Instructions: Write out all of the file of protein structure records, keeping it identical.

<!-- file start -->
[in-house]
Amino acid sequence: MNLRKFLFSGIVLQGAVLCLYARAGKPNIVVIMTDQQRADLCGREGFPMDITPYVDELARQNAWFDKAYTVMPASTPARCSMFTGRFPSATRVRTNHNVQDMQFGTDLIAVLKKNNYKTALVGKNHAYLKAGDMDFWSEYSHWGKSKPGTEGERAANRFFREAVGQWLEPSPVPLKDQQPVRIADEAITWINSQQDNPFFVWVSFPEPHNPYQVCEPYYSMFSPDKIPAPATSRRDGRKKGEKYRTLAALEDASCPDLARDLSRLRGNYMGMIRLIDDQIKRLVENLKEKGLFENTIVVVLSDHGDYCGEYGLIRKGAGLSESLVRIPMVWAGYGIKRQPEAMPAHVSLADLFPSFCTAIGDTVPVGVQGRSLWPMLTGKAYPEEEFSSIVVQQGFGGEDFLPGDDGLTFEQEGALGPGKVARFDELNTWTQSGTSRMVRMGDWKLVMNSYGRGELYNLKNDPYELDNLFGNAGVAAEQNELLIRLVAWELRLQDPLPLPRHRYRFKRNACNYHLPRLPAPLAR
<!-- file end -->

[in-house]
Amino acid sequence: MNLRKFLFSGIVLQGAVLCLYARAGKPNIVVIMTDQQRADLCGREGFPMDITPYVDELARQNAWFDKAYTVMPASTPARCSMFTGRFPSATRVRTNHNVQDMQFGTDLIAVLKKNNYKTALVGKNHAYLKAGDMDFWSEYSHWGKSKPGTEGERAANRFFREAVGQWLEPSPVPLKDQQPVRIADEAITWINSQQDNPFFVWVSFPEPHNPYQVCEPYYSMFSPDKIPAPATSRRDGRKKGEKYRTLAALEDASCPDLARDLSRLRGNYMGMIRLIDDQIKRLVENLKEKGLFENTIVVVLSDHGDYCGEYGLIRKGAGLSESLVRIPMVWAGYGIKRQPEAMPAHVSLADLFPSFCTAIGDTVPVGVQGRSLWPMLTGKAYPEEEFSSIVVQQGFGGEDFLPGDDGLTFEQEGALGPGKVARFDELNTWTQSGTSRMVRMGDWKLVMNSYGRGELYNLKNDPYELDNLFGNAGVAAEQNELLIRLVAWELRLQDPLPLPRHRYRFKRNACNYHLPRLPAPLAR